Media and Announcements


A formerly contaminated tract in the city’s North End began a new era on Wednesday, when politicians and company officials gathered to celebrate the Tulip Corporation’s newly completed manufacturing facility.

The new site, built next door to Tulip’s original facility on Highland Avenue over the past 10 months, maintains 80 local jobs and updates the facility’s capabilities. According to Tulip leadership, the former factory was antiquated and stifled the company’s potential for growth.

Tulip specializes in “thermoplastic injection molding” and serves a variety of different industries, including in the production of batteries, bottled water and certain dairy products.

 The Highland Avenue parcel was the subject of a $25 million contaminant cleanup overseen by Buffalo-based environmental and demolition firm OSC and the Honeywell Corporation. OSC owns the property, on which it built Tulip’s new 82,500 square-foot facility, and engaged the company in a longterm lease.

The property was vacant for nearly four decades and was among the largest “active remediation projects” in the state, according to company officials, whom described the site in a press release as a “35-acre wasteland that attracted crime, blight and physical hazards to the Highland Avenue” area.

Mayor Paul Dyster said at the ceremony, “This state-of-the-art facility not only reclaimed and remediated property in a neighborhood that is experiencing renewed investment not seen in many years, but preserves Tulip’s presence in Western New York and its commitment to a workforce that is second-to-none.”

The company’s CEO, Craig Kellogg, said that the local workforce was a “driving factor” in Tulip’s decision to stay in the city of Niagara Falls. Tulip leadership considered moving to the Midwest in order to be closer to its customer base, he said.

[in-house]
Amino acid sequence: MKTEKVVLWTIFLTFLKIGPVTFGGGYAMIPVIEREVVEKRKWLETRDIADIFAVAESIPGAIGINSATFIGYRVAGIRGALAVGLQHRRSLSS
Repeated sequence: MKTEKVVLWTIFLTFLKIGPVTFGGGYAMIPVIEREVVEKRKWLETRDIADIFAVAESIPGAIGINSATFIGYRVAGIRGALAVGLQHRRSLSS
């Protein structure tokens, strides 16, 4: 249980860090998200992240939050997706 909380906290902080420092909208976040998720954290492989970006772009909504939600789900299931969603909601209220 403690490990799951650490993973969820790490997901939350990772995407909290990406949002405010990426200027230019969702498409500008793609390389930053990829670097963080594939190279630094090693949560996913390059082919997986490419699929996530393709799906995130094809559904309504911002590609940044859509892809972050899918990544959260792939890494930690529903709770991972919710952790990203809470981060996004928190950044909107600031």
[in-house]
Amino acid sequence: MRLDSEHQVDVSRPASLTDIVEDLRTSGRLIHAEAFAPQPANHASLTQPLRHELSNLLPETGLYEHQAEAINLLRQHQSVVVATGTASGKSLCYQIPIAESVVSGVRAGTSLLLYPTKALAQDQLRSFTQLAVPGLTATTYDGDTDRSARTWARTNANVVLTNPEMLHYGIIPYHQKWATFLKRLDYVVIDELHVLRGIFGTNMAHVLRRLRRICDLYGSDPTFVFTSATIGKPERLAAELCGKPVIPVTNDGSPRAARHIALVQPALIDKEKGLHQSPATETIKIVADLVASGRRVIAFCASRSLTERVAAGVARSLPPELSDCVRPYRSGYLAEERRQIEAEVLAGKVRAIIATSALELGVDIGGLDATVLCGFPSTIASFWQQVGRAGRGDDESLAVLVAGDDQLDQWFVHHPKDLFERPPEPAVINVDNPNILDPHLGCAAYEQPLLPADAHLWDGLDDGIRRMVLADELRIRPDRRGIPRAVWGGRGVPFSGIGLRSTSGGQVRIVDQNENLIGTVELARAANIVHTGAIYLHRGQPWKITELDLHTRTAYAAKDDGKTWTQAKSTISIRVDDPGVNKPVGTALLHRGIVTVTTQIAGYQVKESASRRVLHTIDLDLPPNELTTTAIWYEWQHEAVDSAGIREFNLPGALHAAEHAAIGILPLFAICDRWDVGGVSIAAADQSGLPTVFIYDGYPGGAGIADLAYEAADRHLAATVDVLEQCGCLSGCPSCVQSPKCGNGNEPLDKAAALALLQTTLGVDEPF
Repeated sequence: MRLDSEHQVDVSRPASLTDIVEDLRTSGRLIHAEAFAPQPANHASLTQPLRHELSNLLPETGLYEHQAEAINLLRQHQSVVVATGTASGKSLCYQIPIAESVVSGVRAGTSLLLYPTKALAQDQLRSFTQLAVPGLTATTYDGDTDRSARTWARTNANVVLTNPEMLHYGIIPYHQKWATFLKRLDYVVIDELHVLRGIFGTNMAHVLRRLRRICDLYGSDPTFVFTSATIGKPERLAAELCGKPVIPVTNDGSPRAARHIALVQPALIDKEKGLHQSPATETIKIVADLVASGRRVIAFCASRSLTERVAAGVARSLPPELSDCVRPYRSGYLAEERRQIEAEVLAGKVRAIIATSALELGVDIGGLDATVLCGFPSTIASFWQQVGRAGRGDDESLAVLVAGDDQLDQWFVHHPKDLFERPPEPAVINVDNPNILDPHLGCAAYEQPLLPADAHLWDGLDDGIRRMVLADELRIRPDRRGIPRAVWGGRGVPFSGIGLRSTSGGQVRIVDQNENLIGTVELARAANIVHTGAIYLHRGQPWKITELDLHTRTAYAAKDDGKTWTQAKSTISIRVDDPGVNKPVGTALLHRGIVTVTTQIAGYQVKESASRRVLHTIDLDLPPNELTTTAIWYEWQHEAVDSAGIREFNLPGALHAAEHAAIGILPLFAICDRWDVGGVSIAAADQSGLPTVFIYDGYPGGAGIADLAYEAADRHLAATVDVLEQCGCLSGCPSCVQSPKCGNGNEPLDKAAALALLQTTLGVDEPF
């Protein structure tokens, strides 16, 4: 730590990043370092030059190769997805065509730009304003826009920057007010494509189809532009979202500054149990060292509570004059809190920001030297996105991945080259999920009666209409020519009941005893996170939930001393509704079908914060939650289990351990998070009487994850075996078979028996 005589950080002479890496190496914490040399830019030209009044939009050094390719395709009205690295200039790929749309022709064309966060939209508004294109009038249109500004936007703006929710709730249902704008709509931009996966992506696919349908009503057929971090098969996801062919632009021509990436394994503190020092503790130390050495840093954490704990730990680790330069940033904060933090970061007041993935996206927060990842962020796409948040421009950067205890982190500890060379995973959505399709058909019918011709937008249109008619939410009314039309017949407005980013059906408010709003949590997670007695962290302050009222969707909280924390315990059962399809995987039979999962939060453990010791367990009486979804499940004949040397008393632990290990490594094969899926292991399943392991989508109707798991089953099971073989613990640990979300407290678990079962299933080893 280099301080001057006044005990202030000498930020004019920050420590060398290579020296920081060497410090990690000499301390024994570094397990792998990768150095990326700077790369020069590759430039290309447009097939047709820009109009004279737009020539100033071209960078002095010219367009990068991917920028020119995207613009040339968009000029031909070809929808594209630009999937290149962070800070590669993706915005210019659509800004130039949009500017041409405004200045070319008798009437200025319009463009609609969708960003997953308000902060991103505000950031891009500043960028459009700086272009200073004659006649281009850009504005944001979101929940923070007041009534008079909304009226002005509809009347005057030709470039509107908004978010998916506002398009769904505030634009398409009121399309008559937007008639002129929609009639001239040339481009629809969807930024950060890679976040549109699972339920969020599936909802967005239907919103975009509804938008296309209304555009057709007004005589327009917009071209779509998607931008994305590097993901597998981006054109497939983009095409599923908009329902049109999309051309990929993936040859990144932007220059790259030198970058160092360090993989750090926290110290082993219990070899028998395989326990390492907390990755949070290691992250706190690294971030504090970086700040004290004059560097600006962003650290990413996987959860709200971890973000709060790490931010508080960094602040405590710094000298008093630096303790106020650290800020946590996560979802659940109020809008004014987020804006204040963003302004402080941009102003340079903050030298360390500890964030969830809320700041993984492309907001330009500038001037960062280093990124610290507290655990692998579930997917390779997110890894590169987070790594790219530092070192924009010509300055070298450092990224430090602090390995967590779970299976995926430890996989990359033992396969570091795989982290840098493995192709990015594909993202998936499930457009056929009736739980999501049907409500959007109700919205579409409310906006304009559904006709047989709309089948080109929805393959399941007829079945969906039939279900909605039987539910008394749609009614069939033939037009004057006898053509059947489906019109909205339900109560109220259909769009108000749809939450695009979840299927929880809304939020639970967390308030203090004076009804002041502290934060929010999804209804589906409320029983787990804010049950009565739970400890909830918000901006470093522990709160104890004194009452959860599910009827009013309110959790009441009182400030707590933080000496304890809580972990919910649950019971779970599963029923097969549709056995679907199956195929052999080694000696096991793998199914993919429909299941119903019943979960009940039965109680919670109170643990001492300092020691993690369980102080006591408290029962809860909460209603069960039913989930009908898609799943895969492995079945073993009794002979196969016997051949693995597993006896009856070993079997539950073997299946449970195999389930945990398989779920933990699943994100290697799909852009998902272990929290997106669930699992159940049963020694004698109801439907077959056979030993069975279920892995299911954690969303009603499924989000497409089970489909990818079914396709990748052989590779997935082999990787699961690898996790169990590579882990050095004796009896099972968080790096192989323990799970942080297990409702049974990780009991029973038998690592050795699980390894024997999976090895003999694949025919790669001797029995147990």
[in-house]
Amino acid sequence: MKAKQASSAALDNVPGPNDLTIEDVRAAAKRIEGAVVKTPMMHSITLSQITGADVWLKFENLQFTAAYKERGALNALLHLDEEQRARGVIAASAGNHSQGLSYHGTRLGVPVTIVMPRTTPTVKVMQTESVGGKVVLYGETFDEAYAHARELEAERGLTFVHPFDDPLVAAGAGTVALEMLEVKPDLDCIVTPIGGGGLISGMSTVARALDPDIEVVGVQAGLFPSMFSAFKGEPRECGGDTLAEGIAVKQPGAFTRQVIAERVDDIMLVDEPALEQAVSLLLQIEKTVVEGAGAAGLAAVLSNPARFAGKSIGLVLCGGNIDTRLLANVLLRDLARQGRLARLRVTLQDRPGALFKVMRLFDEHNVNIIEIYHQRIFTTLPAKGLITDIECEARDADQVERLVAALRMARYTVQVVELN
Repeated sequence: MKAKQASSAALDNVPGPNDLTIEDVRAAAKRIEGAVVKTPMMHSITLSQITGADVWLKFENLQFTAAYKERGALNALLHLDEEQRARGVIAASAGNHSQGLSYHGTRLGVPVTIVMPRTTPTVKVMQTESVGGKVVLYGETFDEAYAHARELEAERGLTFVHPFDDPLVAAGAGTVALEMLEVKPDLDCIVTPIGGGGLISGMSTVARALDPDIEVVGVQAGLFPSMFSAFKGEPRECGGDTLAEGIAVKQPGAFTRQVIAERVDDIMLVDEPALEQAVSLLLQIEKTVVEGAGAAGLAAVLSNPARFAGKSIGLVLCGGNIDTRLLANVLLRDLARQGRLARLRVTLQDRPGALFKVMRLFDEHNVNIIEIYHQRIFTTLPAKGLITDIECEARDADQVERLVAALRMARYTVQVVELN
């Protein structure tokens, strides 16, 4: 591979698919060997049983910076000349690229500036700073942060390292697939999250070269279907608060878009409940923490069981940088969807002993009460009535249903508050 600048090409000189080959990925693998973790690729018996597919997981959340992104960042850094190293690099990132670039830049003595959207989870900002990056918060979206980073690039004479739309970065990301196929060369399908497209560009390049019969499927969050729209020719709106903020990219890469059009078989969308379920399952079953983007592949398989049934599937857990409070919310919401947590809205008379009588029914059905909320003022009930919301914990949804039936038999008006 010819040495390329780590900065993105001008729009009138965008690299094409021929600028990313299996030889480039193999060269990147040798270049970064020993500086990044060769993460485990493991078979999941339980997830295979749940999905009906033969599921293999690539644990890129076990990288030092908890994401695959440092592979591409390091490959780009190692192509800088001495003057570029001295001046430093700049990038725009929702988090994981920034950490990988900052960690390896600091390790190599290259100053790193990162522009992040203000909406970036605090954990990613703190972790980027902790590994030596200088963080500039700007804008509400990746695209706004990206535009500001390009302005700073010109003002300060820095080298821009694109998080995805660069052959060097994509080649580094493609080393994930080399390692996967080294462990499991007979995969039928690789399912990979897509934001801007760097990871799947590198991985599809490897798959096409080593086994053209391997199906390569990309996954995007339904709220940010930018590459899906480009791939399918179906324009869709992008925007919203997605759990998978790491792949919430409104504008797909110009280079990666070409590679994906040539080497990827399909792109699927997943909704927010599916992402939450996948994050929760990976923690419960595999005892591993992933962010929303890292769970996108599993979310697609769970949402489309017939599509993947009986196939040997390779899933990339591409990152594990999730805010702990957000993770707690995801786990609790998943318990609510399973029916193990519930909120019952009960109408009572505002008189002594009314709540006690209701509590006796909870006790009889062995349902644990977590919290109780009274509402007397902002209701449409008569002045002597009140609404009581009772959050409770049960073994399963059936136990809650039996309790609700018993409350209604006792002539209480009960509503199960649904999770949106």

“We quickly realized that we would have been hard-pressed to recreate the workforce we have here in Niagara Falls. Most of what we do is science, but how to apply the science involves know-how that is hard to develop.”

Terry Dittes, a United Auto Workers Region 9 Director who represents employees at Tulip, praised the decision.

“On behalf of the members and their families of UAW Local 257, we want to thank … Gov. Andrew Cuomo and his staff for making this new building possible and securing the jobs in New York state,” he said.

 Another prime factor in the company’s decision to remain local was the incentive package provided by local and state agencies to Brightfields Corporation, a subsidiary of Buffalo-based environmental and demolition company OSC.

Ultimately, the New York State Power Authority (NYPA) awarded $1 million in addition to the 300 kilowatts of expansion power and 1,200 kilowatts of replacement power it already provided the company, for which it has to maintain a workforce of at least 70 individuals.

Empire State Development Corp. agreed to $300,000 in performance-based tax credits and a $250,000 capital grant. The Niagara County Industrial Development Agency granted a 15-year tax abatement plan to save the company $1.9 million.

OSC is also slated to receive $1.6 million in state tax credits through New York’s Brownfield Cleanup Program, which results from its $25 million investment. National Grid issued a $250,000 economic development grant to offset the cost of a new sub-station and power service to the site. Tulip committed $10.35 million to the project.

OSC and Honeywell donated a 6 acre parcel near the site to the city for use as a public park. There also remains a 21-acre tract, which OSC said could serve “commercial” or “light industrial development” and a 1 acre tract on the corner of Highland and Beach zoned for retail use.

“Reclaiming sites that have been an integral part of our industrial past and repurposing them to play an important role in our region’s future is at the heart of what OSC does as a company,” said Jon Williams, CEO of OSC. “We’re standing at what had been a significantly contaminated site and celebrating its future as a prime location for development and job creation in Niagara Falls.”

[From Niagara Gazette, March 2, 2017]